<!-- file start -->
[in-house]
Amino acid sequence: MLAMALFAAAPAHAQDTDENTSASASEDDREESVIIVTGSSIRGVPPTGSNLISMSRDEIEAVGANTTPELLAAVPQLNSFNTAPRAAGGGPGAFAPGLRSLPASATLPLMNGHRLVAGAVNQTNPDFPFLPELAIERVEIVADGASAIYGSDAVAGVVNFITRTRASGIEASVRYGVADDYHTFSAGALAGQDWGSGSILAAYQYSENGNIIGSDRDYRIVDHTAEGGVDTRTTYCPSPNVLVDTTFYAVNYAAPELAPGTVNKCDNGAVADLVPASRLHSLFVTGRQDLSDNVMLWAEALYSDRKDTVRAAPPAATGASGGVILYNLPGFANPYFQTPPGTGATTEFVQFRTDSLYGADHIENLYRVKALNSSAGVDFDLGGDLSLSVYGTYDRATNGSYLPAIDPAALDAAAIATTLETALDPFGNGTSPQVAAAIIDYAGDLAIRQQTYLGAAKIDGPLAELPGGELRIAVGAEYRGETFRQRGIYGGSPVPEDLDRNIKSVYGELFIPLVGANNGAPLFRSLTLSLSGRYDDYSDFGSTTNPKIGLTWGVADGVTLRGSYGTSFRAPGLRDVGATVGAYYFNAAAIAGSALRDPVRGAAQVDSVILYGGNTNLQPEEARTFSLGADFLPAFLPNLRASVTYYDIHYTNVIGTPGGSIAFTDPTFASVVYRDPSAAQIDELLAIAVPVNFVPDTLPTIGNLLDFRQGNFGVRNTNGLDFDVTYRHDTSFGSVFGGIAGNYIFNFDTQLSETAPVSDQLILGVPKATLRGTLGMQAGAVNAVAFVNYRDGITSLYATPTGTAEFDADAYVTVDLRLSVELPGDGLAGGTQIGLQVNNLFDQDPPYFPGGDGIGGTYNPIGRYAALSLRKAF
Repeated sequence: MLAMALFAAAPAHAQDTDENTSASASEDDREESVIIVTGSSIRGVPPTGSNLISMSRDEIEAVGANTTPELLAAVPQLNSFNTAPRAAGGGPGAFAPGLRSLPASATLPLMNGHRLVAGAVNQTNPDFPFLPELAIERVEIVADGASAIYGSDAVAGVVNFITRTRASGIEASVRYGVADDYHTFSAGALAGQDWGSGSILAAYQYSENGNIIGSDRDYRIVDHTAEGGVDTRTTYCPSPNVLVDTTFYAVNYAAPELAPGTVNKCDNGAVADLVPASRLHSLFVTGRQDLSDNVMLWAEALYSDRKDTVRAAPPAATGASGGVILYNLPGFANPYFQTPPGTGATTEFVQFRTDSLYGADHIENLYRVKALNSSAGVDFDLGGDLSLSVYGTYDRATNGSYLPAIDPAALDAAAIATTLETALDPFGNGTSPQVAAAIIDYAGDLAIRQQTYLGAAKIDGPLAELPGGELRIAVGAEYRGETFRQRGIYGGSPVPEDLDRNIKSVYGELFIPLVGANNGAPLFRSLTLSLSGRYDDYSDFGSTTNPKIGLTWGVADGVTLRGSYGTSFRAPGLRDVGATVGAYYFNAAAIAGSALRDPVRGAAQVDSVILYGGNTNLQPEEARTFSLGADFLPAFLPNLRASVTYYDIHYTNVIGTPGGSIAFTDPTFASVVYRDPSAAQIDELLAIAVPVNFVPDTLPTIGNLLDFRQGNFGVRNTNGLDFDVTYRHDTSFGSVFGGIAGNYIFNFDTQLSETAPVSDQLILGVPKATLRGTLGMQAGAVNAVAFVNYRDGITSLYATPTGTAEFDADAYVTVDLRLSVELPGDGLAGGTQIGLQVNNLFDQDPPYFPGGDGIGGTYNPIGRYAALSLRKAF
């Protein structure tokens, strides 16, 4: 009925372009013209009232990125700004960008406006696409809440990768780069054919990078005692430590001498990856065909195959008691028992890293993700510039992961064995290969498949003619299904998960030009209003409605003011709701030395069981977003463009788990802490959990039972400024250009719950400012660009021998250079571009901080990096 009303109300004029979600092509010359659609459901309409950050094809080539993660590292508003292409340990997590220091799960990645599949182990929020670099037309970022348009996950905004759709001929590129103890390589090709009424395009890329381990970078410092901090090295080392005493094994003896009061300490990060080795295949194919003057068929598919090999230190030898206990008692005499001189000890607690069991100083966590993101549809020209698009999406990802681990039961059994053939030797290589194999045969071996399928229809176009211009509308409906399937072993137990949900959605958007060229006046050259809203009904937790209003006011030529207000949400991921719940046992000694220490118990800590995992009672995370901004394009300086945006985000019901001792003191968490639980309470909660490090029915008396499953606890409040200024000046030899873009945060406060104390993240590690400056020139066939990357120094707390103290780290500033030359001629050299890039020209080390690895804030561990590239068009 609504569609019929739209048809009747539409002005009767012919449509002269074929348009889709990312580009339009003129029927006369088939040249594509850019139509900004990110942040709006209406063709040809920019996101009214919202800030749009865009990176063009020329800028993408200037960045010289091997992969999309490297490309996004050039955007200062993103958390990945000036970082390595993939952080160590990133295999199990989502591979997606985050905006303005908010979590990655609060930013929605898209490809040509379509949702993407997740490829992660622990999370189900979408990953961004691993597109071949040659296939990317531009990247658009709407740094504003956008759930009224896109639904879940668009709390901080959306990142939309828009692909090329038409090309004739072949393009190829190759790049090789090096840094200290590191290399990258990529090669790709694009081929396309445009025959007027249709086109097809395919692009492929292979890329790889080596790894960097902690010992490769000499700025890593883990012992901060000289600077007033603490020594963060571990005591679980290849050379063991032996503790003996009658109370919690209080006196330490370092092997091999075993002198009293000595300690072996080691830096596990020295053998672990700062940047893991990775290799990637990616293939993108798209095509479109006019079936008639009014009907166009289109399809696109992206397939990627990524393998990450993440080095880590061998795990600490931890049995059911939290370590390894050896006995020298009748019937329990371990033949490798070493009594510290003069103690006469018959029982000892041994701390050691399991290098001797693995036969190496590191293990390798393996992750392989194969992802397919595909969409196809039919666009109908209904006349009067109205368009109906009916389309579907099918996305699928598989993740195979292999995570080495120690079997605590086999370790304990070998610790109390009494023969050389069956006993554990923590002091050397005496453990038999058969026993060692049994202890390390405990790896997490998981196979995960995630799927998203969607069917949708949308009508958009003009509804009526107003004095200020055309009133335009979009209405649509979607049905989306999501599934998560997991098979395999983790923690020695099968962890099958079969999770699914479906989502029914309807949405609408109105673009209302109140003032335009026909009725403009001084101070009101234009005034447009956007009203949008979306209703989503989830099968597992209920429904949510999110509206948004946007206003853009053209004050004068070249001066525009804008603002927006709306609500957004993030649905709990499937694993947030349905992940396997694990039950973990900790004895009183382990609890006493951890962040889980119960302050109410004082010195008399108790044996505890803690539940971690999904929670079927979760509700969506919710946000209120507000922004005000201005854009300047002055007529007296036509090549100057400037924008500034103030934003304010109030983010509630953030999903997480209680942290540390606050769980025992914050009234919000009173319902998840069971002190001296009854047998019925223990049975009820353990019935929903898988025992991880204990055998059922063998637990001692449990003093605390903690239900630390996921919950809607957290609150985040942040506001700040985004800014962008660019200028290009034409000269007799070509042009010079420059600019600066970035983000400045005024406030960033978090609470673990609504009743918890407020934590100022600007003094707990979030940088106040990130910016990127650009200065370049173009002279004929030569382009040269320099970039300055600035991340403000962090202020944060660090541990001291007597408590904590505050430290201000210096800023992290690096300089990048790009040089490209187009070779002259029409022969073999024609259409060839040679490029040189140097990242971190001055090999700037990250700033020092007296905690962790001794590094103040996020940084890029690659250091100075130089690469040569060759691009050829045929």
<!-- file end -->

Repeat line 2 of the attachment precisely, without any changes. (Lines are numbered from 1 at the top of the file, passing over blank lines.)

Amino acid sequence: MLAMALFAAAPAHAQDTDENTSASASEDDREESVIIVTGSSIRGVPPTGSNLISMSRDEIEAVGANTTPELLAAVPQLNSFNTAPRAAGGGPGAFAPGLRSLPASATLPLMNGHRLVAGAVNQTNPDFPFLPELAIERVEIVADGASAIYGSDAVAGVVNFITRTRASGIEASVRYGVADDYHTFSAGALAGQDWGSGSILAAYQYSENGNIIGSDRDYRIVDHTAEGGVDTRTTYCPSPNVLVDTTFYAVNYAAPELAPGTVNKCDNGAVADLVPASRLHSLFVTGRQDLSDNVMLWAEALYSDRKDTVRAAPPAATGASGGVILYNLPGFANPYFQTPPGTGATTEFVQFRTDSLYGADHIENLYRVKALNSSAGVDFDLGGDLSLSVYGTYDRATNGSYLPAIDPAALDAAAIATTLETALDPFGNGTSPQVAAAIIDYAGDLAIRQQTYLGAAKIDGPLAELPGGELRIAVGAEYRGETFRQRGIYGGSPVPEDLDRNIKSVYGELFIPLVGANNGAPLFRSLTLSLSGRYDDYSDFGSTTNPKIGLTWGVADGVTLRGSYGTSFRAPGLRDVGATVGAYYFNAAAIAGSALRDPVRGAAQVDSVILYGGNTNLQPEEARTFSLGADFLPAFLPNLRASVTYYDIHYTNVIGTPGGSIAFTDPTFASVVYRDPSAAQIDELLAIAVPVNFVPDTLPTIGNLLDFRQGNFGVRNTNGLDFDVTYRHDTSFGSVFGGIAGNYIFNFDTQLSETAPVSDQLILGVPKATLRGTLGMQAGAVNAVAFVNYRDGITSLYATPTGTAEFDADAYVTVDLRLSVELPGDGLAGGTQIGLQVNNLFDQDPPYFPGGDGIGGTYNPIGRYAALSLRKAF